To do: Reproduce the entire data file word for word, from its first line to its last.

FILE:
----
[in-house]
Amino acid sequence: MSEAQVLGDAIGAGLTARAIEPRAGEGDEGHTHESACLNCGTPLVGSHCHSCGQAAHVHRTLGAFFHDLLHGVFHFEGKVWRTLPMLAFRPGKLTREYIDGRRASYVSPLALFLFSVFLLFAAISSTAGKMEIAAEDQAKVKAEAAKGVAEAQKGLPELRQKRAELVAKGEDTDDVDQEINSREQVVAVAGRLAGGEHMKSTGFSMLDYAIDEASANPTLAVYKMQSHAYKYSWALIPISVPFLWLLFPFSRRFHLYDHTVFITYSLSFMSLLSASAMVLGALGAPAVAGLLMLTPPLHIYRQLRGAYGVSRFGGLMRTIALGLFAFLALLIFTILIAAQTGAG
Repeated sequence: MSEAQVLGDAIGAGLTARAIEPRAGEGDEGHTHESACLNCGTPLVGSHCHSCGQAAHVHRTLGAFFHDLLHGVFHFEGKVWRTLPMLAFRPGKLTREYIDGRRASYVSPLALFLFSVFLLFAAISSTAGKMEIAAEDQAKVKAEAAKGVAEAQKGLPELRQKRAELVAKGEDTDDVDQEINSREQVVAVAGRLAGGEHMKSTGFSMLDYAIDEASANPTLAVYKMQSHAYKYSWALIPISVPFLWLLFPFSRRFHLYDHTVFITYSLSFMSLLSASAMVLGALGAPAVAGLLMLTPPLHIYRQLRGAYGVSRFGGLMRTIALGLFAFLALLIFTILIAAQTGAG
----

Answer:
[in-house]
Amino acid sequence: MSEAQVLGDAIGAGLTARAIEPRAGEGDEGHTHESACLNCGTPLVGSHCHSCGQAAHVHRTLGAFFHDLLHGVFHFEGKVWRTLPMLAFRPGKLTREYIDGRRASYVSPLALFLFSVFLLFAAISSTAGKMEIAAEDQAKVKAEAAKGVAEAQKGLPELRQKRAELVAKGEDTDDVDQEINSREQVVAVAGRLAGGEHMKSTGFSMLDYAIDEASANPTLAVYKMQSHAYKYSWALIPISVPFLWLLFPFSRRFHLYDHTVFITYSLSFMSLLSASAMVLGALGAPAVAGLLMLTPPLHIYRQLRGAYGVSRFGGLMRTIALGLFAFLALLIFTILIAAQTGAG
Repeated sequence: MSEAQVLGDAIGAGLTARAIEPRAGEGDEGHTHESACLNCGTPLVGSHCHSCGQAAHVHRTLGAFFHDLLHGVFHFEGKVWRTLPMLAFRPGKLTREYIDGRRASYVSPLALFLFSVFLLFAAISSTAGKMEIAAEDQAKVKAEAAKGVAEAQKGLPELRQKRAELVAKGEDTDDVDQEINSREQVVAVAGRLAGGEHMKSTGFSMLDYAIDEASANPTLAVYKMQSHAYKYSWALIPISVPFLWLLFPFSRRFHLYDHTVFITYSLSFMSLLSASAMVLGALGAPAVAGLLMLTPPLHIYRQLRGAYGVSRFGGLMRTIALGLFAFLALLIFTILIAAQTGAG